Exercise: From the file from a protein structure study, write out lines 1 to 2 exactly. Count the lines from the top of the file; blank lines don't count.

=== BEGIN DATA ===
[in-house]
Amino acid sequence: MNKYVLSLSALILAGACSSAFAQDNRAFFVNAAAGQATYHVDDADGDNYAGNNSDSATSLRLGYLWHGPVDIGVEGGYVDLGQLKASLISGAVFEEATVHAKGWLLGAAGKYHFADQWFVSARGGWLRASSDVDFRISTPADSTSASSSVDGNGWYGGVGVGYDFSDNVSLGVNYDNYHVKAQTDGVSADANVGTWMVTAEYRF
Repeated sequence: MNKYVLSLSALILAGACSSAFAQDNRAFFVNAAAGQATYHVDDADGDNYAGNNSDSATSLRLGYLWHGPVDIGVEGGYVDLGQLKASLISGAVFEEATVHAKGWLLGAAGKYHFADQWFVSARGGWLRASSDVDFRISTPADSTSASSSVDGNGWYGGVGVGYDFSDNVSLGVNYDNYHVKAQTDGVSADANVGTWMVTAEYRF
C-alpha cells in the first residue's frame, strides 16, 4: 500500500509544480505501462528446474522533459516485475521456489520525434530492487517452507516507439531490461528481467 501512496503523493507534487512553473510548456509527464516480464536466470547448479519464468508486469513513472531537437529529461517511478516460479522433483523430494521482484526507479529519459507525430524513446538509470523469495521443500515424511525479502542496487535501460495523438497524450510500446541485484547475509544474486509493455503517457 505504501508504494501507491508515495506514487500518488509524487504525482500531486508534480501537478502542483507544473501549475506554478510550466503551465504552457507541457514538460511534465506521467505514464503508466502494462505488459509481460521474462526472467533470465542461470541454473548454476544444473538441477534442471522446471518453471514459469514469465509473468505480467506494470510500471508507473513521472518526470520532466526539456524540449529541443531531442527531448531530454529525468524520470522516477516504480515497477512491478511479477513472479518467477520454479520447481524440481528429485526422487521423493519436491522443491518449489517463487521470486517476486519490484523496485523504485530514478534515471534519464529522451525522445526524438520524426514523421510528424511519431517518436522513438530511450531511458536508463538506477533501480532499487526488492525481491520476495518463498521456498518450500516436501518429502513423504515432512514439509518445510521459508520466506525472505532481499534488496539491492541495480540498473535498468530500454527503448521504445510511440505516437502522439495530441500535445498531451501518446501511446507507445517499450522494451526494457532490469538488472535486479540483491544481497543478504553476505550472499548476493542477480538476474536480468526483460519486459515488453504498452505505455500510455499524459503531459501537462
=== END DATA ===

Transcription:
[in-house]
Amino acid sequence: MNKYVLSLSALILAGACSSAFAQDNRAFFVNAAAGQATYHVDDADGDNYAGNNSDSATSLRLGYLWHGPVDIGVEGGYVDLGQLKASLISGAVFEEATVHAKGWLLGAAGKYHFADQWFVSARGGWLRASSDVDFRISTPADSTSASSSVDGNGWYGGVGVGYDFSDNVSLGVNYDNYHVKAQTDGVSADANVGTWMVTAEYRF